It’s been a long time coming since “Blue Is the Warmest Color” exploded onto the scene by winning the Cannes 2013 Palme d’Or, so I’m pleased to finally be on board with it. I wasn’t certain what to believe as the last 9 and a half months rolled by, and the controversial 3-hour, NC-17, coming-of-age drama from director Abdellatif Kechiche garnered reams of international press. So, I’m ecstatic to report that this epic French romance does not disappoint, and that the lead performances from Lea Seydoux and Adele Exarchopoulos are as extraordinary as they’ve been advertised. I’ve also recently discovered that “Blue Is the Warmest Color” is based on a graphic novel by Julie Maroh, that apparently contains a much bleaker aspect to it. Not that the film version is happy-go-lucky, but the focus is squarely centered on the volcanic, romantic relationship of the two leads, as it’s played out over the course of 180 thoughtful minutes. Oh, and the much-talked about sex scenes are intense, graphic…and extremely hot. I’m not going to dub it groundbreaking, but the adult frankness of the sexuality is certainly refreshing. And liberating.
Adele(the beautiful and naturalistic Ms. Exarchopoulos)is a high school student slowly coming to the realization that she’s not as attracted to boys quite as much as her gossipy schoolmates are. Then, one day, Adele passes a striking woman with dyed-blue hair(a superb Ms. Seydoux) on the streets of Lille, France and appears to experience love at first sight. When they meet again, we witness the obviously strong mutual attraction between Adele and Emma. The young women rapidly become a couple, and we follow them through a few passionate years as they enjoy the highs, and suffer the pitfalls, of a long-term relationship. During this time, Adele attends college and realizes her dream of becoming a teacher of young children, and Emma continues her work as an artist—even doing multiple detailed sketches of her lover, Adele. They meet each other’s parents, move in together, get comfortable as their passion enters the expected dimming period, and are introduced to temptations and jealousies. Soon, the trajectory of the relationship turns upon an unfortunate, and somewhat predictable, development.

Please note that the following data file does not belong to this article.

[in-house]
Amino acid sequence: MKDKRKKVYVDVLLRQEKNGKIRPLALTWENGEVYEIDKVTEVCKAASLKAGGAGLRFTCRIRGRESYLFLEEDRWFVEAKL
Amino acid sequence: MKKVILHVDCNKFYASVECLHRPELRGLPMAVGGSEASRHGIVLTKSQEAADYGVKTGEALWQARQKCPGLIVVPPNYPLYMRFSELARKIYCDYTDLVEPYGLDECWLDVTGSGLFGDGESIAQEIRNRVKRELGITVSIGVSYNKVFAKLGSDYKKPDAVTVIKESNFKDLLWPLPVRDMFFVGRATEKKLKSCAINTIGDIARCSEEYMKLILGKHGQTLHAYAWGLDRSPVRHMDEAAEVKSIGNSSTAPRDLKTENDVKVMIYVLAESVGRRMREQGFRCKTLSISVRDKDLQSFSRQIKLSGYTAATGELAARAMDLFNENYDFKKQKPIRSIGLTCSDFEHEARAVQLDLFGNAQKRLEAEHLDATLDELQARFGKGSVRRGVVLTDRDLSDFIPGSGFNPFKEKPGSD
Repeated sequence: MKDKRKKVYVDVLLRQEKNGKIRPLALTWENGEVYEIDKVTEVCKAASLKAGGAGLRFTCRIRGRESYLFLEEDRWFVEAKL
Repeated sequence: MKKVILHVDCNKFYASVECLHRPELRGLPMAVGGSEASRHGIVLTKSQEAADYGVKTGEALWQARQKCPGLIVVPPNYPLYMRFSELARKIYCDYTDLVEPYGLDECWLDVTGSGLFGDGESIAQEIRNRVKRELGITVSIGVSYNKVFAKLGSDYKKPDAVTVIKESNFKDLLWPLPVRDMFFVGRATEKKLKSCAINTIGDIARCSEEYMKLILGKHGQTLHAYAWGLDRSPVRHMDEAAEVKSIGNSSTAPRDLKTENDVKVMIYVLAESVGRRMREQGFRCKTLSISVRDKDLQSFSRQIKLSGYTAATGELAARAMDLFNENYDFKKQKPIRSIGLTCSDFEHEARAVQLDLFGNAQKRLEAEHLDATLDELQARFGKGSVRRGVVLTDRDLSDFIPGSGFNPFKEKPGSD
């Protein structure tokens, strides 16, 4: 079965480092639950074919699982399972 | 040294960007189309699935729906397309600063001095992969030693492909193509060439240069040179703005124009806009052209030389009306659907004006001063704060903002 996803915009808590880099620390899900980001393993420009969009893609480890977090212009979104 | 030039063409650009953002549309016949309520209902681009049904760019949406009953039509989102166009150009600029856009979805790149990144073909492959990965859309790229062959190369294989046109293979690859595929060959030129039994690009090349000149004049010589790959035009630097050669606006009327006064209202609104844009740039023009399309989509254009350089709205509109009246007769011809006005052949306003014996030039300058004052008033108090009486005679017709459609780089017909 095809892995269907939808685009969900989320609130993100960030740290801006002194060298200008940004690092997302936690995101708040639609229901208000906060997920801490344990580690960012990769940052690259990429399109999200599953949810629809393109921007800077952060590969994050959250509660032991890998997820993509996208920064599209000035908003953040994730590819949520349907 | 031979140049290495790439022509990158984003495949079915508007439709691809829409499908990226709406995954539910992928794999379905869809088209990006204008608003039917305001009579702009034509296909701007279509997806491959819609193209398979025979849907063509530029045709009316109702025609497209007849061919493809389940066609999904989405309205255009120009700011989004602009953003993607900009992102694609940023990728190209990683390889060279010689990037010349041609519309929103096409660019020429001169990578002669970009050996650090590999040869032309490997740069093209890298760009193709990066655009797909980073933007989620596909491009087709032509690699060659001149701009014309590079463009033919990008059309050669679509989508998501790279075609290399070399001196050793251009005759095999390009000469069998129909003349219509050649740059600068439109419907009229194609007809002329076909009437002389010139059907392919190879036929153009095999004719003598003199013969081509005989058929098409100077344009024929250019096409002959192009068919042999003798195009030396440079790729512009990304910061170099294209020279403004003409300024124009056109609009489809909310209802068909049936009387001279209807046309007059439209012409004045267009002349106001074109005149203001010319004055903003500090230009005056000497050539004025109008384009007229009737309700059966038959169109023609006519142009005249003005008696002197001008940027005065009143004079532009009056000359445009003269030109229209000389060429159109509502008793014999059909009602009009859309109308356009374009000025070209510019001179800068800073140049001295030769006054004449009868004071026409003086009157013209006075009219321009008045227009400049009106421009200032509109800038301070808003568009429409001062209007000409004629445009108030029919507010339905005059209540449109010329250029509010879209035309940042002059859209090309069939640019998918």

This is a brave and unhurried piece of cinema, and director/co-screenwriter Kechiche gets the tightrope walk of a burgeoning, flourishing and ebbing romance perfectly nuanced. He treats his actresses, and most importantly his audience, like complicated, flawed adults—and the results are riveting. It’s easy to see why Ms. Exarchopoulos’s performance has received such accolades. Her teenage naturalism(she was 19 when the film premiered at Cannes)complements the more mature role given to Ms. Seydoux(who was 27), while the portrayal of Adele is given ample screen time to explore, blossom and discover. I don’t know if Exarchopoulos will become a great actress, but her renown for this is unquestionably earned. Are some people going to call this movie pornographic? Well, I guess so—but let them squawk, and then summarily dismiss them. Many folks get bent out of shape whenever sex is presented so soberly and true-to-life, but that’s their issue, not ours. “Blue Is the Warmest Color” should not be missed by serious film-goers. Be in their company. Grade: A